x *= x++ + ++x;

This is a discussion on x *= x++ + ++x; within the C Programming forums, part of the General Programming Boards category; I want to understand clearly how pre and post increment ops work. Code: int main() { x = 1; x ...

  1. #1
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    x *= x++ + ++x;

    I want to understand clearly how pre and post increment ops work.

    Code:
    int main()
    {
      x = 1;
      x *= x ++ + ++ x;
     printf("\n %d \n ",x);
    }
    The highlighted expression above can be seen as follows:

    x op1 x op2 op3 op4 x

    The C Operator Precedence Chart gives the following order of precedence:

    op4 followed by op2 followed by op3 followed op1 (?)
    ... which means the following happens:

    1. 2 is returned to the expression after op4 happens. Now, the value of x in memory becomes 2 (?)

    2. 2 is returned to the expression after op2 happens. Now the value of x in memory becomes 3 (?)

    3. 4 is returned to the expression after op3 happens. No change to x.

    4. op1 evaluates to 3 * 4 which means x becomes 12.

    But the output of the program is 8. Which means that in step 4, op1 still reads the value of x as 2 not 3 ? why?

  2. #2
    Code Goddess Prelude's Avatar
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    Anything could happen, the expression is undefined because you modify x more than once between sequence points.
    My best code is written with the delete key.

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    Just Lurking Dave_Sinkula's Avatar
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    7. It is easier to write an incorrect program than understand a correct one.
    40. There are two ways to write error-free programs; only the third one works.*

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    when i run the code with tc3,the result is 9,why?

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    & the hat of GPL slaying Thantos's Avatar
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    Read the link!

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    the pre/post in/de-crement operators are just a matter of when the increment occurs. if it's pre, then then increment is performed before evaluation. if it's post, the increment is peformed after evaluation. run the following:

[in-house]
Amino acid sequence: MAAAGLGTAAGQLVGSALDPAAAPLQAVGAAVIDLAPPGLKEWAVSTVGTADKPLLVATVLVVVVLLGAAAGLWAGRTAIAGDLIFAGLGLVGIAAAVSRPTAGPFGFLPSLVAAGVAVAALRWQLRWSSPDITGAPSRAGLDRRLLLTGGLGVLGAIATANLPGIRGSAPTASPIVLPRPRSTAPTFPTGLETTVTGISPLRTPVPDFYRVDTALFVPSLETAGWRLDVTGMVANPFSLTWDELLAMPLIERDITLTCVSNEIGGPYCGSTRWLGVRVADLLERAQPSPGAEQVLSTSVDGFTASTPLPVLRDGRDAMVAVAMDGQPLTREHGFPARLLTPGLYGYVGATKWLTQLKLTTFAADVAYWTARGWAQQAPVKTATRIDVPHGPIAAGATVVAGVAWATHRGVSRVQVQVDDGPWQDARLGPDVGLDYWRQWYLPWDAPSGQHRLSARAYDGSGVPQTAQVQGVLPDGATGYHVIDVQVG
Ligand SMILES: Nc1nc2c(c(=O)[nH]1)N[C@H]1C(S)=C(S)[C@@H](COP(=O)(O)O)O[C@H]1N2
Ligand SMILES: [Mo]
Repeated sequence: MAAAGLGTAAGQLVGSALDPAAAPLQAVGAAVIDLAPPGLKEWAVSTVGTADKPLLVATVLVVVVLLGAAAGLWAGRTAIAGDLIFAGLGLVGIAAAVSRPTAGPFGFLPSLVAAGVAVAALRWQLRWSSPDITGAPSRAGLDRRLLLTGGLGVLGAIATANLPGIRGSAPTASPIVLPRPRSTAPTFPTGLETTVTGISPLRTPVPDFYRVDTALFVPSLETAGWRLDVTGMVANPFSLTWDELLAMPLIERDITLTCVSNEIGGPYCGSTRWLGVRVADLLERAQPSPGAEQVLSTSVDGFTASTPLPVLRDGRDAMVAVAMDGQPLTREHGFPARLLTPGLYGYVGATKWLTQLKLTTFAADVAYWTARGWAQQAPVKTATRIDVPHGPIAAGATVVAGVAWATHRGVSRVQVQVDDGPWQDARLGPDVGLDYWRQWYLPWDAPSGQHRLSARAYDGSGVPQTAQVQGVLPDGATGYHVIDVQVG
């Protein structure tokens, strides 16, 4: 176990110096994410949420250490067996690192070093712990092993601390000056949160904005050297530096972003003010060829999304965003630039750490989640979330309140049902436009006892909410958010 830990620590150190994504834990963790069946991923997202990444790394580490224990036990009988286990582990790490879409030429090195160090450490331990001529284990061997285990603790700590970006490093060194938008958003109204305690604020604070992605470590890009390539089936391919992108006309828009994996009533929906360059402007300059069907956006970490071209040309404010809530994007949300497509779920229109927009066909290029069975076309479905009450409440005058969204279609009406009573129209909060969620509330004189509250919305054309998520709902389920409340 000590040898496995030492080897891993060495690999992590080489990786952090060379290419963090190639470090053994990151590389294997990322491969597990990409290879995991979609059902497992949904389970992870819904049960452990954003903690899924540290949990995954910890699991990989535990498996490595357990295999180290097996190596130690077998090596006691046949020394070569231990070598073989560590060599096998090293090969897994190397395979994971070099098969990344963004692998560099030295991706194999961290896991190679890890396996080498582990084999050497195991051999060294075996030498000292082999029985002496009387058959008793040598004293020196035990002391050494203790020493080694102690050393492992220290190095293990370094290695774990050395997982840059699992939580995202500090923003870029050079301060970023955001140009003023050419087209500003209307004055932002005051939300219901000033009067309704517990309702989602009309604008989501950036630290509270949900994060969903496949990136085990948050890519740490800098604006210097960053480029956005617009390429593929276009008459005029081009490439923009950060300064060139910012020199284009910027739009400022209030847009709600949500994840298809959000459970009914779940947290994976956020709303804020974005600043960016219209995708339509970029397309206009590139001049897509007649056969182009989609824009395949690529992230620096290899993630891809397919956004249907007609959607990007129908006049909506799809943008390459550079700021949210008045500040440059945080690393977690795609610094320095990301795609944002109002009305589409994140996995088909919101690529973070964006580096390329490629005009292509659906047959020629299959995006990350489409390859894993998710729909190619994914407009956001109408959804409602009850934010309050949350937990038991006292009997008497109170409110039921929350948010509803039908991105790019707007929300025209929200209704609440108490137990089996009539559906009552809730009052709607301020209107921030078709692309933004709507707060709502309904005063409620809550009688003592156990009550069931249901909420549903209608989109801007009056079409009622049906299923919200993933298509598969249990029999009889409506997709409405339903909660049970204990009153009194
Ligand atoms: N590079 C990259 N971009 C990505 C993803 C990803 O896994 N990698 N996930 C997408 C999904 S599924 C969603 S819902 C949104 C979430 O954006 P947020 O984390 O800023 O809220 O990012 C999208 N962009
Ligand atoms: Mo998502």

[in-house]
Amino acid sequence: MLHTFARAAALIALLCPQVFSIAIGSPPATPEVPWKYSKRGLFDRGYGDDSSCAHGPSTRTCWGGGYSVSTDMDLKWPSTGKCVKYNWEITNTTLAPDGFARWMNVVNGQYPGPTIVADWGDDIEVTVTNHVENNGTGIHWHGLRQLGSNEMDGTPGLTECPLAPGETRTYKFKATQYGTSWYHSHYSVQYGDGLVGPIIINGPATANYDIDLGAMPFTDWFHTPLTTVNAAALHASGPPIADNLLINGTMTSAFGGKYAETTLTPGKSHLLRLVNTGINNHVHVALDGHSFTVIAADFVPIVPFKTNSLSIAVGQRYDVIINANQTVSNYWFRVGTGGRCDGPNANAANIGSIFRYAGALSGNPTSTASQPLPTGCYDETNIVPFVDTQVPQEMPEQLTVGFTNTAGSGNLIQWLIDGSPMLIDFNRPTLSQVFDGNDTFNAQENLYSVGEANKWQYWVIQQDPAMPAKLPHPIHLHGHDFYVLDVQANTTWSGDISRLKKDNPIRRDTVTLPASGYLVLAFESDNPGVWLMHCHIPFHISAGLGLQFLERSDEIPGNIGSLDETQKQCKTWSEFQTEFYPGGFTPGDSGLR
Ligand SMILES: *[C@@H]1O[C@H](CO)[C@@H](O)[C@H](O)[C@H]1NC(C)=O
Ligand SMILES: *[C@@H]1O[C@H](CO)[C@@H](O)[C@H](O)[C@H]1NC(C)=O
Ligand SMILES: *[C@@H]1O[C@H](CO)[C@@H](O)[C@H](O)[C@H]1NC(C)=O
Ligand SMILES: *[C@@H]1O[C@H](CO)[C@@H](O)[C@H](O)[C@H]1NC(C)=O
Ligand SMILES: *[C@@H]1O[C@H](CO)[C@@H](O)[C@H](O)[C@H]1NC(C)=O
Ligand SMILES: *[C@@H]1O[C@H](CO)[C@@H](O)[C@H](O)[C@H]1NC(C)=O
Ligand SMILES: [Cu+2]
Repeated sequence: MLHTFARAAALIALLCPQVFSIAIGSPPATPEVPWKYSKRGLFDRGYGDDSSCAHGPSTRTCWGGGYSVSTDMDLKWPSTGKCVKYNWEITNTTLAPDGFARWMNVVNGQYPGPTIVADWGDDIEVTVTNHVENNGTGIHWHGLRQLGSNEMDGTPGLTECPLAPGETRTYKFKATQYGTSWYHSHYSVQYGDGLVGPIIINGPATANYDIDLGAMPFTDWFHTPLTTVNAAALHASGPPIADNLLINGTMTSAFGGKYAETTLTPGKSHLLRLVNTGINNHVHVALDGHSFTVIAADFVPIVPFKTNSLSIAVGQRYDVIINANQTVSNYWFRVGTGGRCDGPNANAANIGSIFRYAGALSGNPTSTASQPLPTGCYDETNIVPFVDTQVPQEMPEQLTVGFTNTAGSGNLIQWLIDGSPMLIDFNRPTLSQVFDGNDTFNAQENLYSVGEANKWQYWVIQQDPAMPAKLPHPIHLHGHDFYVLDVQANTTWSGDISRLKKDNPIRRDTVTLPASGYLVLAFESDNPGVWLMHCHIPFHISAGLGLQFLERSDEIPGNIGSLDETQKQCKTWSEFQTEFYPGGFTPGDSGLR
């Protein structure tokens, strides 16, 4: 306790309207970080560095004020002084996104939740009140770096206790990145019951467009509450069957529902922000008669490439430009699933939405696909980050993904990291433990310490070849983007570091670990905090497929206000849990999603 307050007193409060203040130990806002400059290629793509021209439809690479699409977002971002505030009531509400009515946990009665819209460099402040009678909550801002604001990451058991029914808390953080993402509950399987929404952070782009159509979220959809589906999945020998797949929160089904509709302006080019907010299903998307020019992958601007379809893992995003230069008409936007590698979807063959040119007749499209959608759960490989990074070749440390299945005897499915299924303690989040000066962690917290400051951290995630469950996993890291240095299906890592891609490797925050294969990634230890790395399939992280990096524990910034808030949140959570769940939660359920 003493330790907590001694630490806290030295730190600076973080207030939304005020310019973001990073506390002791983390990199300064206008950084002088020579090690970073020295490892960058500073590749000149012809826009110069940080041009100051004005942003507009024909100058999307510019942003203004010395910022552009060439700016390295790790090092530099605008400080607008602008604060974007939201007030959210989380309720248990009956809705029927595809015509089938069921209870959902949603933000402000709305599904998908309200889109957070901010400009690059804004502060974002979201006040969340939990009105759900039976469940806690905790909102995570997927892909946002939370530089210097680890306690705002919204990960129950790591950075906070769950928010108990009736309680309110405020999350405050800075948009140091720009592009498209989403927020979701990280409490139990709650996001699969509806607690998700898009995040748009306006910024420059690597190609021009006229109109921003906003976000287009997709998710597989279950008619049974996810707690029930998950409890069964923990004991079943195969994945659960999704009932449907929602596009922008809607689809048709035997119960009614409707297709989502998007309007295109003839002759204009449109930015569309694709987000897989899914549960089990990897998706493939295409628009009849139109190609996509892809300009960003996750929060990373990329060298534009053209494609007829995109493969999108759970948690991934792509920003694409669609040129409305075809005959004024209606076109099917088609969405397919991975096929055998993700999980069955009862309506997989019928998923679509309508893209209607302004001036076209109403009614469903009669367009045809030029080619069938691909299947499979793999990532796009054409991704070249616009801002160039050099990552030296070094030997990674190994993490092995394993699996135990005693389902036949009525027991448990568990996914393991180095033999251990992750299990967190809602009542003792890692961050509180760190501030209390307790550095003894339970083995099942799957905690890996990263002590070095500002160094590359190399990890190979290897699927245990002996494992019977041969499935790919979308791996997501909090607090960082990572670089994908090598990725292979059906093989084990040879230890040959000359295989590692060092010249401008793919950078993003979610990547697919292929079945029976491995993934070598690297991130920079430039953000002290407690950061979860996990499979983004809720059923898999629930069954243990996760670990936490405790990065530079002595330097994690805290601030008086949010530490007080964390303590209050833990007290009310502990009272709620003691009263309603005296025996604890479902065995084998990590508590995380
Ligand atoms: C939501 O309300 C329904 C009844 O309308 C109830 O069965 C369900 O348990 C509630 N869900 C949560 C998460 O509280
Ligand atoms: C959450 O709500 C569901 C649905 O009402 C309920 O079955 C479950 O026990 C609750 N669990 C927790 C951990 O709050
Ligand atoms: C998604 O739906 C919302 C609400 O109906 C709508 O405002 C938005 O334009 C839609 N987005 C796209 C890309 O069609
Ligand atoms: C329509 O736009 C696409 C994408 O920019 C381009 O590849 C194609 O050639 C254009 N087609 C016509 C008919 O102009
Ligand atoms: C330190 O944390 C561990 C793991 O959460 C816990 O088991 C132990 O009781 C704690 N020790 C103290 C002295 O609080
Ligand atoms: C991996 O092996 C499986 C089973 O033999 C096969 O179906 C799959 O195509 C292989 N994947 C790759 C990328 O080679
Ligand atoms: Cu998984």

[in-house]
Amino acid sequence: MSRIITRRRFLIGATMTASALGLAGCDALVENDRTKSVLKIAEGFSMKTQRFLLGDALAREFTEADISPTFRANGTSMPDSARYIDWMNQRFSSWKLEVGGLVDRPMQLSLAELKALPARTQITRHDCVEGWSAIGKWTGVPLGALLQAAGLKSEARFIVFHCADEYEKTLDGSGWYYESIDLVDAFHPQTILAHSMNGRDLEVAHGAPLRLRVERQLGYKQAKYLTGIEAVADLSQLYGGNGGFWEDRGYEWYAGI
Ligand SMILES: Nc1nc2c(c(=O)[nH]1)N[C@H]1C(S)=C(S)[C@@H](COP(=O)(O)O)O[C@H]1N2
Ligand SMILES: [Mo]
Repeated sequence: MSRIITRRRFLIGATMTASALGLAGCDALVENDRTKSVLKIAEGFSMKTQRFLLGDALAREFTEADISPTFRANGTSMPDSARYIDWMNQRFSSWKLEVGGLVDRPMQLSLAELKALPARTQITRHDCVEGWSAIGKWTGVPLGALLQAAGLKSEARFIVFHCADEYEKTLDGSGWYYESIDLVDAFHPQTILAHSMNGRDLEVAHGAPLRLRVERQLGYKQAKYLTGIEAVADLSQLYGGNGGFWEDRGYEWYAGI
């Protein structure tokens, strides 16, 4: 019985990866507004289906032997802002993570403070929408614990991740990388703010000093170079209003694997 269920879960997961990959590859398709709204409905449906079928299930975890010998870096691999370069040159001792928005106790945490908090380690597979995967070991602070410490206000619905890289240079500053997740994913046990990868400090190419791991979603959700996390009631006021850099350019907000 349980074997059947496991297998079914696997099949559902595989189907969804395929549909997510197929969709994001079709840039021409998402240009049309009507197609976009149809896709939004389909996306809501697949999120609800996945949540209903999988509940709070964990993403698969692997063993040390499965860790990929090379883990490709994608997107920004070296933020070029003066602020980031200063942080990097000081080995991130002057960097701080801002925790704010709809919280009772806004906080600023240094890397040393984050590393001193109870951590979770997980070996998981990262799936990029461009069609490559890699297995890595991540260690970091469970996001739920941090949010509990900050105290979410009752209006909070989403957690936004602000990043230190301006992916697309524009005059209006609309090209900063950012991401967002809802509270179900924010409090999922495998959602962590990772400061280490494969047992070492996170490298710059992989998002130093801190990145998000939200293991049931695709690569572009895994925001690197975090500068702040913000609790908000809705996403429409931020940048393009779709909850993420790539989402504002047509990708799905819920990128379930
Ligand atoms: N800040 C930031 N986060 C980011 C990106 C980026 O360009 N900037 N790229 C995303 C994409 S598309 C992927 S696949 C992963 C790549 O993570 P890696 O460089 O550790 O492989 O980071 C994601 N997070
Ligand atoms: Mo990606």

Code:
    #include <iostream>
    using std::cout;
    using std::endl;
    int main()
    {
         char hello[] = "Hello World";
         char *p;
     
         //POST
         p = hello;
         cout << *p++ << endl;
         cout << *p << endl << endl;
     
         //PRE
         p = hello;
         cout << *++p << endl;
         cout << *p << endl;
         return 0;
    }
    i seem to have GCC 3.3.4
    But how do i start it?
    I dont have a menu for it or anything.

  7. #7
    ATH0 quzah's Avatar
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    Quote Originally Posted by misplaced
    the pre/post in/de-crement operators are just a matter of when the increment occurs. if it's pre, then then increment is performed before evaluation. if it's post, the increment is peformed after evaluation.
    One more time! Everybody, all together now: "READ THE LINK!"

    Quzah.
    Hope is the first step on the road to disappointment.

  8. #8
    Code Goddess Prelude's Avatar
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    We get this question often enough that you would think everyone with more than 20 posts would know the answer by now.
    My best code is written with the delete key.

  9. #9
    Senior Member joshdick's Avatar
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    Even worse than that, however, is the fact that some teachers quiz students on innane stuff like this -- and they're wrong!
    FAQ

    "The computer programmer is a creator of universes for which he alone is responsible. Universes of virtually unlimited complexity can be created in the form of computer programs." -- Joseph Weizenbaum.

    "If you cannot grok the overall structure of a program while taking a shower, you are not ready to code it." -- Richard Pattis.

  10. #10
    and the hat of wrongness Salem's Avatar
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    http://www.eskimo.com/~scs/C-faq/q3.2.html
    Yeah I know Dave said it, and everyone else said it as well, so I just thought I'd say it again just incase some noobs simply don't get it.

    The last noob who tried to argue their way out of the pits of hell.
    Side_effect: (++x + y*x + y*x) != (y*x + ++x + y*x) ?
    If you dance barefoot on the broken glass of undefined behaviour, you've got to expect the occasional cut.
    If at first you don't succeed, try writing your phone number on the exam paper.
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